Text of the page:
Even with these discrepancies, the information obtained will still be of use to the training staff at Whale and Dolphin. Overwhelming percentages favoring primary or secondary reinforcers will be a good indicator on where the value of reinforcement lies for the subject. The training staff can then utilize the more highly valued reinforcers appropriately or discuss the best practices to increase desired behavior through the use of reinforcers. If the percentages of favoritism are similar, then a conclusion could be drawn that specific scenarios play a more crucial role than realized or the balance of value to our reinforcements needs to be modified or utilized more efficiently. All conclusions will include not only the results of the trials but of course any notable behavior from the subject concerning the trials.


Other Benefits of the Trials

These trials will add a new and novel stimulation for the subject animal. The subject will be utilized in a variety of pools and be exposed to a variety of reinforcers and multiple combinations of primary and secondary reinforcers. These trials can be utilized to break up the subject’s day and offer a change from the more controlled show and session scenarios.

These trials will be a great way to utilize and educate trainers on behavior, while assisting in the progression of training methods used in the area.

Overall, the subject benefits by being introduced to a new and novel scenario, the Trial Coordinator(s) benefit by getting a first hand experience on behavior, running professional trials, and better understanding the uses and applications of conditioned stimuli and primary reinforcers and finally, the results from the trial will assist in the education of the entire training staff.

Results of these trials will be published in a formal report and a presentation can also be created to showcase the findings to the training staff.


Phase One: Value of Secondary Reinforcers


Trials in Phase One will determine which secondary reinforcers the subject finds least and most reinforcing. The trial will begin by choosing which secondary reinforcers the subject will be exposed to. For example, suppose the subject, Phil, has been chosen to be exposed to five different secondary reinforcers; jello, a buoy, a basketball, a running hose, and ice. The first trial will begin with a cube of Jello and a buoy being placed in the same empty pool. The subject will be given access to the empty pool and the Trial Coordinator must record which stimulus the subject chooses first. Does Phil eat the jello and then go play with the buoy? Does Phil play with the buoy and completely ignore the jello? Let’s assume it’s the latter and the data is recorded.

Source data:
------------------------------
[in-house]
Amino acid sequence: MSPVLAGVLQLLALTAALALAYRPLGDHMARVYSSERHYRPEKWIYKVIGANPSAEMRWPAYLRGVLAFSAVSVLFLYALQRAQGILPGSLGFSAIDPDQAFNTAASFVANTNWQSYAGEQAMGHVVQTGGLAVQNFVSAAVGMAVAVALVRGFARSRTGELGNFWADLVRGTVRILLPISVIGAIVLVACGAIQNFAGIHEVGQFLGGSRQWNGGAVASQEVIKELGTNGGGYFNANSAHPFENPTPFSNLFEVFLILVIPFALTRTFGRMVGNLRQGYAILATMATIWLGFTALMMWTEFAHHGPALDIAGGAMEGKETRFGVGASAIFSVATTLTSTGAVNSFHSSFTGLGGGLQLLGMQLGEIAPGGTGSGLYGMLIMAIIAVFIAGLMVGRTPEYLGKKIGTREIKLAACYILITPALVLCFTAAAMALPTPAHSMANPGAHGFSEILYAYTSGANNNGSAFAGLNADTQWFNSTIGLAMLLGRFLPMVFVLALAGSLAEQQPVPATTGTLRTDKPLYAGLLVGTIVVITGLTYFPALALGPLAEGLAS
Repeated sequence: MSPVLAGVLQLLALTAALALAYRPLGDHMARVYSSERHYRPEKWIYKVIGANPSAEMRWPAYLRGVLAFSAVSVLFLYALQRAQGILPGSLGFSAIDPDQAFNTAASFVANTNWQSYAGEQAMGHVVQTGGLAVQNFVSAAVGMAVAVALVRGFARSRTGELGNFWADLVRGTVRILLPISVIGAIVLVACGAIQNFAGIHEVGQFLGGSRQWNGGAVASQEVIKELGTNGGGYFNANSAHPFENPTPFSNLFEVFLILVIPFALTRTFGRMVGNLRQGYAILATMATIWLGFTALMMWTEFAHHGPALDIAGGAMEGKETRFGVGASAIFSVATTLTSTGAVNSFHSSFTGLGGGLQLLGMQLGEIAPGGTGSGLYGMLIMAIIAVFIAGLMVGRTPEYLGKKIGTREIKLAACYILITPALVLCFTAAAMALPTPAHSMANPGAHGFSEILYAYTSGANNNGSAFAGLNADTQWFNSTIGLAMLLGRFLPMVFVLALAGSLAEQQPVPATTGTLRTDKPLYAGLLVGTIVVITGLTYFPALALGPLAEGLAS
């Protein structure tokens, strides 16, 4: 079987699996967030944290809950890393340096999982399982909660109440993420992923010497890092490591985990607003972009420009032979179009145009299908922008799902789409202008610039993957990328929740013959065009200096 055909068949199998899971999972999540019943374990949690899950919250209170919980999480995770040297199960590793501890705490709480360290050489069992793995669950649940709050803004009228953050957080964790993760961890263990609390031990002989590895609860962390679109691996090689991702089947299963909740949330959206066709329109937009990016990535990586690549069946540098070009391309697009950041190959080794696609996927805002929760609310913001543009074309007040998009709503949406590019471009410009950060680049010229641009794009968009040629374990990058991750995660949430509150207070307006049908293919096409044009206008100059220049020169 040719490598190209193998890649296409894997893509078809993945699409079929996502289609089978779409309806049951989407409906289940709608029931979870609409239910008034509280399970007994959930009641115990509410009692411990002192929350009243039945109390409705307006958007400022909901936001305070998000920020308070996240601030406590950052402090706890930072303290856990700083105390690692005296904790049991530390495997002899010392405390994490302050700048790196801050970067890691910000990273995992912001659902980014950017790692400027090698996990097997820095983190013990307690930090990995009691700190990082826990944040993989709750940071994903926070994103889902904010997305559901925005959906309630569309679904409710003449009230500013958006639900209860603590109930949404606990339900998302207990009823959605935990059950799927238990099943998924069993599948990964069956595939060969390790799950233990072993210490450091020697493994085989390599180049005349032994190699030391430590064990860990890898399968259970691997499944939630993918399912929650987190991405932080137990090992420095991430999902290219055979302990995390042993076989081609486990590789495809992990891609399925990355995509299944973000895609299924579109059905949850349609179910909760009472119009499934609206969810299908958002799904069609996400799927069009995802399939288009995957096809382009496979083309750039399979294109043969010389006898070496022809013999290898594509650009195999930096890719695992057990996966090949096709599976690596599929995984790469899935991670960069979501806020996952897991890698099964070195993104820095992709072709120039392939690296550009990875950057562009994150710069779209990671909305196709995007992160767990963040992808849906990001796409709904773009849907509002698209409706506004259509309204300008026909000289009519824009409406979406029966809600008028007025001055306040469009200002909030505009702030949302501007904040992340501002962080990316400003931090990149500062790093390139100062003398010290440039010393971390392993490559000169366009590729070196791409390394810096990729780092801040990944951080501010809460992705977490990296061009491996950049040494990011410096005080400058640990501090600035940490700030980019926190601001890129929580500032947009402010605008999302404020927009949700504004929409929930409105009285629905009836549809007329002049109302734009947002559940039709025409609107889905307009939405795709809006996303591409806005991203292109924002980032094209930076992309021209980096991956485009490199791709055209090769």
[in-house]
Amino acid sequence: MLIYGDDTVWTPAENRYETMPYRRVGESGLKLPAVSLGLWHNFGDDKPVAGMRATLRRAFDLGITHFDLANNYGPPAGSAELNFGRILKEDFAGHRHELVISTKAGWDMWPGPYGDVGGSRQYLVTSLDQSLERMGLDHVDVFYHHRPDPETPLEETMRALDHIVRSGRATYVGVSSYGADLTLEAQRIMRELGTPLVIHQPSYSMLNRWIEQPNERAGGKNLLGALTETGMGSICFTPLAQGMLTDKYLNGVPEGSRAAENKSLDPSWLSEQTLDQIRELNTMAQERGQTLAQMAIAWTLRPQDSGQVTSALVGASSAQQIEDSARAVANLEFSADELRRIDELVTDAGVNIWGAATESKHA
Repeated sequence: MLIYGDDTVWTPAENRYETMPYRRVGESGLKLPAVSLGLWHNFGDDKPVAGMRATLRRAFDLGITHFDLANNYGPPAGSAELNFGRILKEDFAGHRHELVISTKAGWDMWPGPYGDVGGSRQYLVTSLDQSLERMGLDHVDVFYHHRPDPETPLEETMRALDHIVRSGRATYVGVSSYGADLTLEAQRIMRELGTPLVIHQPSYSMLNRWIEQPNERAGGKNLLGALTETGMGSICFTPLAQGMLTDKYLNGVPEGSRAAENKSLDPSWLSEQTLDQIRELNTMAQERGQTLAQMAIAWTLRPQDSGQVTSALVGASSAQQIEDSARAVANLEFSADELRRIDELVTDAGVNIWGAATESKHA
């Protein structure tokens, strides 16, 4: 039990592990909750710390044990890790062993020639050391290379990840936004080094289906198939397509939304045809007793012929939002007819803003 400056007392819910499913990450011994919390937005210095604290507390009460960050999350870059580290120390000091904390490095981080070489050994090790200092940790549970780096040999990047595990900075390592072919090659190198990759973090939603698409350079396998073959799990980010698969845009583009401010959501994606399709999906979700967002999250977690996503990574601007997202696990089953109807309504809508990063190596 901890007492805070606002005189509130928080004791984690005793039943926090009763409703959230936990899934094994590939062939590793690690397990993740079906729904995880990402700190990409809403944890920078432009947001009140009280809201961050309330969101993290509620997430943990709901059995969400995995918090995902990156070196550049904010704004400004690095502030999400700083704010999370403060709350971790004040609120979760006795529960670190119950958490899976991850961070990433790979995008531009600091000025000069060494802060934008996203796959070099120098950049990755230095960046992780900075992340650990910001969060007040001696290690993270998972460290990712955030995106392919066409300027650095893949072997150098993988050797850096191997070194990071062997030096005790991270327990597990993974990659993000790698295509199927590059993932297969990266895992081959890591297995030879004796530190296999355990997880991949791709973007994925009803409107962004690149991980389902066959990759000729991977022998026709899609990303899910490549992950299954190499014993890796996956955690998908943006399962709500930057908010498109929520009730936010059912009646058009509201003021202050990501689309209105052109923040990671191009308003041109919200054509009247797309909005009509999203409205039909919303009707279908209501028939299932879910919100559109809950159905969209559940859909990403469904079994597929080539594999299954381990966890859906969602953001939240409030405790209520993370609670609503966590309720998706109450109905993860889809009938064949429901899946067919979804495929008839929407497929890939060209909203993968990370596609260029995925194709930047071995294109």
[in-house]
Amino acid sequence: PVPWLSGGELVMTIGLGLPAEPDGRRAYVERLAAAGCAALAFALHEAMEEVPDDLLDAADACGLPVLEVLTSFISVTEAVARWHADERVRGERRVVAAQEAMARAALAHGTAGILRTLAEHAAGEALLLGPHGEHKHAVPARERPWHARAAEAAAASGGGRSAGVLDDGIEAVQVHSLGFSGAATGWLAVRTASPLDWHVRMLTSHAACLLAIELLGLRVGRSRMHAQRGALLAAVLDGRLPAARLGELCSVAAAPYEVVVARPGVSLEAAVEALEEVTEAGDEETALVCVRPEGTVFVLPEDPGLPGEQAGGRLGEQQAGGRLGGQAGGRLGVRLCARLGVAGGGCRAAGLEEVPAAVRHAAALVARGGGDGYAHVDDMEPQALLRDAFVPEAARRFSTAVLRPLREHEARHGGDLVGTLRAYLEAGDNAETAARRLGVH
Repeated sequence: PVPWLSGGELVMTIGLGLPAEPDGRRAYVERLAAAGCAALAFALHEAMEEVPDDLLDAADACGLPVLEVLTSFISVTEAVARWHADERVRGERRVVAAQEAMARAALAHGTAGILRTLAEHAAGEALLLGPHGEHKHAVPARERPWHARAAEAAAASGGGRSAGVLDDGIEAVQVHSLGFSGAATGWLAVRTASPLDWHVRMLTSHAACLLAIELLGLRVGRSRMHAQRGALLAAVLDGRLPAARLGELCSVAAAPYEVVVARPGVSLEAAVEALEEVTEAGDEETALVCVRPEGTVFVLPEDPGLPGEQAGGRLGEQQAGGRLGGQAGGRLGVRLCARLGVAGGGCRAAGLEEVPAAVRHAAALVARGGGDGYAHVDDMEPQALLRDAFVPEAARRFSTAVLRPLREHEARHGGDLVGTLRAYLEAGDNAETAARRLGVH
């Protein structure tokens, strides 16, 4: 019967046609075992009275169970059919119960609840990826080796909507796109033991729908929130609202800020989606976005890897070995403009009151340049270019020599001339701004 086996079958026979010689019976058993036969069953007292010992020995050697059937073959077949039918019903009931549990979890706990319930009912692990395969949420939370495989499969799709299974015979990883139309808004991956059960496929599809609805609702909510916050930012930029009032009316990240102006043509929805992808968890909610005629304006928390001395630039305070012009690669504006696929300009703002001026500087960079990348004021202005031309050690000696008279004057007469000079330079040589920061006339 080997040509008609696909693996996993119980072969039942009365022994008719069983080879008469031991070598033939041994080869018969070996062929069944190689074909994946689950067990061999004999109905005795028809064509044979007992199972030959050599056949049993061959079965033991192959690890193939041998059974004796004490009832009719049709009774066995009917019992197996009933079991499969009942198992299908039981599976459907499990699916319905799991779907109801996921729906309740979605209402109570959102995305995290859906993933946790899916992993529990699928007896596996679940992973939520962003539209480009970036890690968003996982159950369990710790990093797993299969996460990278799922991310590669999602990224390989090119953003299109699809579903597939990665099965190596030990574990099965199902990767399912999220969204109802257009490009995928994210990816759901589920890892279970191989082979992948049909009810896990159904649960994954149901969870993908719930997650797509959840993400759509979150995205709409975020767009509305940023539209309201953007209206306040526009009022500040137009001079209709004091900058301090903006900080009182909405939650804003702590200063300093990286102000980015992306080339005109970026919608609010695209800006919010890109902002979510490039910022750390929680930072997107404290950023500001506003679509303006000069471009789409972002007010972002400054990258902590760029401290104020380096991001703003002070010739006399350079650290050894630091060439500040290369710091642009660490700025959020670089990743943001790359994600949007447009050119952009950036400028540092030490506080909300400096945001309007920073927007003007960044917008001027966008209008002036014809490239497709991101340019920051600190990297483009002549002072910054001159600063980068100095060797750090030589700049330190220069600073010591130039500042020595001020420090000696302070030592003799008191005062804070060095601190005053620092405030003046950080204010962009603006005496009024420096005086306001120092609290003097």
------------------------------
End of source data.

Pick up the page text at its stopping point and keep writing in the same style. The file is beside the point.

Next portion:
Trial One

Jello Vs Buoy: Buoy

The same trial will be repeated two more times – perhaps in different pools, a different time of day, or consecutively. Suppose the last two trials result in the same outcome as Trial One, then it can be concluded that the subject prefers the Buoy over the Jello. A 2/3 majority is needed to conclude the subject’s preference. This gives us the first order in Phase One. A buoy is more reinforcing to the subject animal than jello, or:

Buoy > Jello

Now the buoy can be compared to another secondary stimulus. Let’s say ice is the next comparison and the three trials result in the subject eating ice first and then playing with the buoy. We can then conclude that:

Ice > Buoy > Jello

Now let’s assume the ice is compared to the running hose and the subject completely ignores the running hose and only eat the ice. We can then assume that the Ice > Running Hose, but we cannot assume that the Running Hose > Buoy > Jello. Additional trials of those stimuli would have to be run using the same method described above until an order was determined.

Ie. Ice > Buoy > Basketball > Jello > Running Hose

Once the order is determined Phase One is complete and the team may move to Phase Two.


Phase Two: Value of Primary Reinforcers

Phase Two follows the same principles as Phase One. The purpose of Phase Two is to determine which units of primary are most and least reinforcing for the subject. Fish will be the only primary reinforcement used in these trials.

The Trial Coordinator(s) must first determine what units of primary will be used for the trial. One capelin, a handful of capelin, one herring, or five herring can each be considered a unit of primary. The Trial Coordinator(s) can decide how many units and what kind of units of primary to use in this Phase.